DEC 08, 2020
Comprehensive Ophthalmology, Ocular Pathology/Oncology, Oculoplastics/Orbit
This retrospective case series describe the epidemiologic trends, clinical features and prognosis of patients with malignant lacrimal gland non-Hodgkin lymphoma.
Data was collected from 260 patients at 6 international eye cancer centers between 1980 and 2017. The median age was 58 years and 52% were men. All patients were histologically verified to have lymphoma of the lacrimal gland. Primary endpoints were overall and disease-specific survival.
Most patients (71%) were diagnosed with primary lymphoma of the lacrimal gland. The most frequent subtype was extranodal marginal zone B-cell (EMZL; 68%) followed by follicular (FL; 10%), diffuse large B-cell (DLBCL; 10%) and mantle cell (MCL; 7%). Five-year disease-specific survival was better in low-grade lymphomas, with EMZL being the best (93%) followed by FL (87%). Meanwhile, higher grade lymphomas tended to do worse, with DLBCL having a 5-year disease-specific survival of 53%.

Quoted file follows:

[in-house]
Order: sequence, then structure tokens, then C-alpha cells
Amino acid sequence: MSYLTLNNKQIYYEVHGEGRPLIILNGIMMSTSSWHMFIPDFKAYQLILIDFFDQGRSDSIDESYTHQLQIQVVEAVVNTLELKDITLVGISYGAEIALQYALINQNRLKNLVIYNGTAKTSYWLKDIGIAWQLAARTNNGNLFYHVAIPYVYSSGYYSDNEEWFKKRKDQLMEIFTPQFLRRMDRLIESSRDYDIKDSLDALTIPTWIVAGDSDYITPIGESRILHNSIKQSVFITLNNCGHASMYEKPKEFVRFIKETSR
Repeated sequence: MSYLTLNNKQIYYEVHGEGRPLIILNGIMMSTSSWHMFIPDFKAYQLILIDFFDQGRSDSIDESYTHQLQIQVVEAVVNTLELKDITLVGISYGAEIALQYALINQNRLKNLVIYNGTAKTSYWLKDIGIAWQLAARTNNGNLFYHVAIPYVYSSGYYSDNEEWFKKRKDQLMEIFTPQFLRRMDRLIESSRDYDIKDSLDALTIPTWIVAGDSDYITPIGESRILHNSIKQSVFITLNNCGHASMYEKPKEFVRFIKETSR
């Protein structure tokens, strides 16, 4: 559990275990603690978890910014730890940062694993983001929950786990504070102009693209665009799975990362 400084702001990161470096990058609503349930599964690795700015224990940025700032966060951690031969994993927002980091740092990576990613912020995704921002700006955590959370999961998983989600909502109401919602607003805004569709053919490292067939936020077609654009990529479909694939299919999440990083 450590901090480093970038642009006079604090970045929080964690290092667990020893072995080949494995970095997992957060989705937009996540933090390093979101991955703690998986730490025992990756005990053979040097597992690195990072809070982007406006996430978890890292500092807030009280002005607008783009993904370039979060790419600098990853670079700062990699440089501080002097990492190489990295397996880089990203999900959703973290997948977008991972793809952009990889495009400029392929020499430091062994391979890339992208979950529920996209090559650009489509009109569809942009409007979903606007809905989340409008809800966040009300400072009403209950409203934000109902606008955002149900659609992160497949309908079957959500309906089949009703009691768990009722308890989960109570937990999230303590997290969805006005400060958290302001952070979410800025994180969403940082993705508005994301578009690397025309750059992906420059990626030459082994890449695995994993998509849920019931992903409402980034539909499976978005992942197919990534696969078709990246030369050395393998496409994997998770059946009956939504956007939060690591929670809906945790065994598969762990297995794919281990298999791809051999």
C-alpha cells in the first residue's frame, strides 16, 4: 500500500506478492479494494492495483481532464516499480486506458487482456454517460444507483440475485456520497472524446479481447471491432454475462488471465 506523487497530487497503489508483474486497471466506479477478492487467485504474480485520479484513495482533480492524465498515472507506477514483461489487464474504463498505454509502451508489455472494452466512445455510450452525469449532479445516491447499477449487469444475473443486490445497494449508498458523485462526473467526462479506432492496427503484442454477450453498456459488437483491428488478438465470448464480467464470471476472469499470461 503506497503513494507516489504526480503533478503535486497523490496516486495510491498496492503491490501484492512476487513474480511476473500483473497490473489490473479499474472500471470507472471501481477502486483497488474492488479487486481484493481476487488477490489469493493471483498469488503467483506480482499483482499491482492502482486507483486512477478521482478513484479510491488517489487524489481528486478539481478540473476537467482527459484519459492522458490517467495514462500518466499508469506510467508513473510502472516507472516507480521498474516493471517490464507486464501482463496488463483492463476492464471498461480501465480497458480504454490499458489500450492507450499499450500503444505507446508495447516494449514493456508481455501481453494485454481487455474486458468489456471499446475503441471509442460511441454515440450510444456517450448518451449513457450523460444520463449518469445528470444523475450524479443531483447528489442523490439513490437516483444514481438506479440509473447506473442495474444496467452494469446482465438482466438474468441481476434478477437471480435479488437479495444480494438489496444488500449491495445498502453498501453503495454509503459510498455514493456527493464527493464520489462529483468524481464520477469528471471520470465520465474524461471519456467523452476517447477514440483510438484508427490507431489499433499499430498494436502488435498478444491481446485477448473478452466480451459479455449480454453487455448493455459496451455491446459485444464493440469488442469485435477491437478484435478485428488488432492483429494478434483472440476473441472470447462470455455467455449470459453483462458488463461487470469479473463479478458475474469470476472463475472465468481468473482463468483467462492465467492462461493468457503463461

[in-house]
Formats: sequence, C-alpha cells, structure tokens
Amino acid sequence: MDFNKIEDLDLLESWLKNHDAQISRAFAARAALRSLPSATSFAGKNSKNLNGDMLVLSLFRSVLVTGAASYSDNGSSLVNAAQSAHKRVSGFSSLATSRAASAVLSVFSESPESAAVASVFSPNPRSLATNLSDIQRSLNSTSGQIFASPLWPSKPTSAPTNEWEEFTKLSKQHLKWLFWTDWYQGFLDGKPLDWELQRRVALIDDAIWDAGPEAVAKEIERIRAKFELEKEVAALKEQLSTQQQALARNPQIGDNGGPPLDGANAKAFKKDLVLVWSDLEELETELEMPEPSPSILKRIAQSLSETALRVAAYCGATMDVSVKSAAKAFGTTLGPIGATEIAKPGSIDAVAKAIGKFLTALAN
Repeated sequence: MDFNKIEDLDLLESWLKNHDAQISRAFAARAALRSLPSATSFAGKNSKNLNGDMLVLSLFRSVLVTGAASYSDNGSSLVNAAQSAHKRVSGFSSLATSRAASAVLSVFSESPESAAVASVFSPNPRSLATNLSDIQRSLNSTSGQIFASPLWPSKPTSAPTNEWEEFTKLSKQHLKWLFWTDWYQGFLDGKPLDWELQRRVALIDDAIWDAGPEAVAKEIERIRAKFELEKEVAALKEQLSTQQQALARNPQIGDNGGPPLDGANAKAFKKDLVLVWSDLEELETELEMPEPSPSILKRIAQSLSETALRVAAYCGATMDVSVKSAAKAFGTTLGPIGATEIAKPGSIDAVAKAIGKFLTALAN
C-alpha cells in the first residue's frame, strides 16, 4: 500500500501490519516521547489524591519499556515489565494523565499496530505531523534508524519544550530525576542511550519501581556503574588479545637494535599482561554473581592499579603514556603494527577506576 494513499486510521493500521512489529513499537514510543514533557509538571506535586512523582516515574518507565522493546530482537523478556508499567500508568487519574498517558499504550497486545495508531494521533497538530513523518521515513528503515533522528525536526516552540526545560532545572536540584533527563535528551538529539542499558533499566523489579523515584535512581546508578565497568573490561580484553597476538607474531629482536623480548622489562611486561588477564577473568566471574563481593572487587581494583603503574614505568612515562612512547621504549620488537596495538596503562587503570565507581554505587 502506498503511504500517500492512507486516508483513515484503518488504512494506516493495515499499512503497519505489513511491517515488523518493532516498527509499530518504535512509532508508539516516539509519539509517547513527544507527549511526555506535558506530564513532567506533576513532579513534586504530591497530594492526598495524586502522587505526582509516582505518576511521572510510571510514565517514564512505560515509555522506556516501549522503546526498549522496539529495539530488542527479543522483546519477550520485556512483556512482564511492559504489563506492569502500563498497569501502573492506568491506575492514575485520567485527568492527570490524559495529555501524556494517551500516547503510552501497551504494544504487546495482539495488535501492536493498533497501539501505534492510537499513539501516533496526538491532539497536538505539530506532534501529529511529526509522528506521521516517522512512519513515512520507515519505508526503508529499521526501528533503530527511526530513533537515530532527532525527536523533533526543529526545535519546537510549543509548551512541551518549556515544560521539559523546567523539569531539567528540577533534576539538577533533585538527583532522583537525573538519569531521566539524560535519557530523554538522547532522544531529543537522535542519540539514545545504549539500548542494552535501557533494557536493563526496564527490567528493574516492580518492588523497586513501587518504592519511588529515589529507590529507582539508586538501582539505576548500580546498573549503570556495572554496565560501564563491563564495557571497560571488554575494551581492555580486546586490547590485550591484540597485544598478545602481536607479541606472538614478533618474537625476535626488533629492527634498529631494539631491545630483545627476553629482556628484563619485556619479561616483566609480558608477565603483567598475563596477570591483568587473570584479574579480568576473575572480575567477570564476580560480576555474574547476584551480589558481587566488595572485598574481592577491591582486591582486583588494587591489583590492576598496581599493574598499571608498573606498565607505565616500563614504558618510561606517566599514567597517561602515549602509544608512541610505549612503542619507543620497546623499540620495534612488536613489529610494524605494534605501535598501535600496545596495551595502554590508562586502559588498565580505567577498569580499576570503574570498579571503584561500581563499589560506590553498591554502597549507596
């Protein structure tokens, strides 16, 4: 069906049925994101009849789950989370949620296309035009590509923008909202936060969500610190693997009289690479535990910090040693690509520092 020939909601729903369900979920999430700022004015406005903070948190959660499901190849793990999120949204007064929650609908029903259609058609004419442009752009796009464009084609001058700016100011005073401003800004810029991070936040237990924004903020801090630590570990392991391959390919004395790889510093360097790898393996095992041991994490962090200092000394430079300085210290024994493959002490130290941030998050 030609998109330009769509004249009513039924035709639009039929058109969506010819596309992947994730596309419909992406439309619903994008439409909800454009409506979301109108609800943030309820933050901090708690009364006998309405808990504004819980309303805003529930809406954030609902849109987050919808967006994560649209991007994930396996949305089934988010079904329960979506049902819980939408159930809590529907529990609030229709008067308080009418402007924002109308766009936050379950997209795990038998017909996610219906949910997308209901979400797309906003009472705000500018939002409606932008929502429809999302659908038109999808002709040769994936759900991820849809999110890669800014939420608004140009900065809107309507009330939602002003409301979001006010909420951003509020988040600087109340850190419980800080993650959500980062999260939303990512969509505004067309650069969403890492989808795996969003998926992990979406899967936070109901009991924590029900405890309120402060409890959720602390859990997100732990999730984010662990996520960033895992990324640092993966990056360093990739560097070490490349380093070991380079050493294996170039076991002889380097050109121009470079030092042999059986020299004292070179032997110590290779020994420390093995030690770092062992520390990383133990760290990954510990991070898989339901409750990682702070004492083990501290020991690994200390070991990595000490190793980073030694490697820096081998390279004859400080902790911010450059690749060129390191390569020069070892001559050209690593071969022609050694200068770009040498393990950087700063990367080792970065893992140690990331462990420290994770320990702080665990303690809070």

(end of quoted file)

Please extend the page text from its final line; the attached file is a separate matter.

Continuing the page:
As the data dates back to 1980, some patients who did not survive then may survive now with newer therapies. In addition, the percentages of lymphomas at these tertiary care centers may not truly represent what occurs in communities. This is exemplified by the significant differences in frequency of tumor subtypes between the 6 centers.
This study is consistent with previous ocular adnexal studies which reported that EMZL and FL have the best prognosis while DLBCL and MCL have the worst prognosis. While lower grade lymphomas of the orbit can often be treated with external beam radiotherapy, higher grade lymphomas often necessitate treatment with chemotherapy in combination with rituximab and/or radiation.